Frankenweenie: A bit of a flop for me

Frankenweenie: A bit of a flop for me

All of that praise was due to…why, again?

I kept hearing that Frankenweenie was Tim Burton’s best movie yet, or at least in years, so I was pretty excited to see it with my seven-year-old. She loves The Nightmare Before Christmas so I figured she would love this one, too. And I just knew I would; I love almost everything that man creates.

This time, however, I was mostly disappointed. The film had such a wonderful start, with so many allusions to classical horror films—the creepy classmates were quite excellent!—and tropes either explored or made fun of (mostly made fun of), but it lacked a certain Burton pizzazz.

You want to be surprised when you watch a Tim Burton movie. You want to really be blown away by the dreamscapes and the imagery, the humor coupled with horror. I found myself giving half-hearted “humphs” every now and then, but I didn’t really laugh. Neither did my husband, a fellow Burton aficionado, which makes me think that I’m not alone here.

The characters were mildly interesting enough, but there were so many lead-ins that resulted in nothing that I got frustrated. So many of the kids—particularly the lead character, Victor, and his neighbor, the “little Dutch girl”—had such promising beginnings. And Burton doesn’t usually make his characters come at you under a full onslaught, I know; he has them gradually creep up on you until you feel like you know them like friends, even without much evidence to support why. I just didn’t get that camaraderie with these characters. They felt way too one-note.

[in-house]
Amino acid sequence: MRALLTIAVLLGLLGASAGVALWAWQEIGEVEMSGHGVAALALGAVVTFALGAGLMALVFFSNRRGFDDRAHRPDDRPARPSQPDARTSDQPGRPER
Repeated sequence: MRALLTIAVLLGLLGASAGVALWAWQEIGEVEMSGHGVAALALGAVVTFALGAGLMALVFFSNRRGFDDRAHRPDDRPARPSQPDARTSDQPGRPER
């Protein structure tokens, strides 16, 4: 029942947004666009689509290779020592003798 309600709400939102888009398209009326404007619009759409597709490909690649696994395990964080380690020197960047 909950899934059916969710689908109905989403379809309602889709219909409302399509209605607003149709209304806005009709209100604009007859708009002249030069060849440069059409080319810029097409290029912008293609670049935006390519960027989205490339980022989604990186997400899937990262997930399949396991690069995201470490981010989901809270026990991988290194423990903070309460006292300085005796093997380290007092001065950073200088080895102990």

And the parents! I’m not into 50s stereotype moms especially, but when you have clueless moms and dads in a Burton movie, they usually wake up at some point with a huge cathartic moment and see the error of their ways. This did happen in the movie, but it just didn’t feel as moving as it did in many of his other films. I can’t put my finger on it, but something magical was missing.

I did read that some critics had similar reactions to mine. Roger Ebert, for example, said the film was good, but not Burton’s best. And while I am inclined to agree with that, I still wouldn’t call it Oscar-worthy—yet it was nominated for an Academy Award just last weekend (it lost to Brave). And there’s one scene in particular when a beloved pet turned into a creature of death is harpooned with a piece of fallen wood and dies that gave my kid nightmares—which probably would make me dislike any movie, honestly.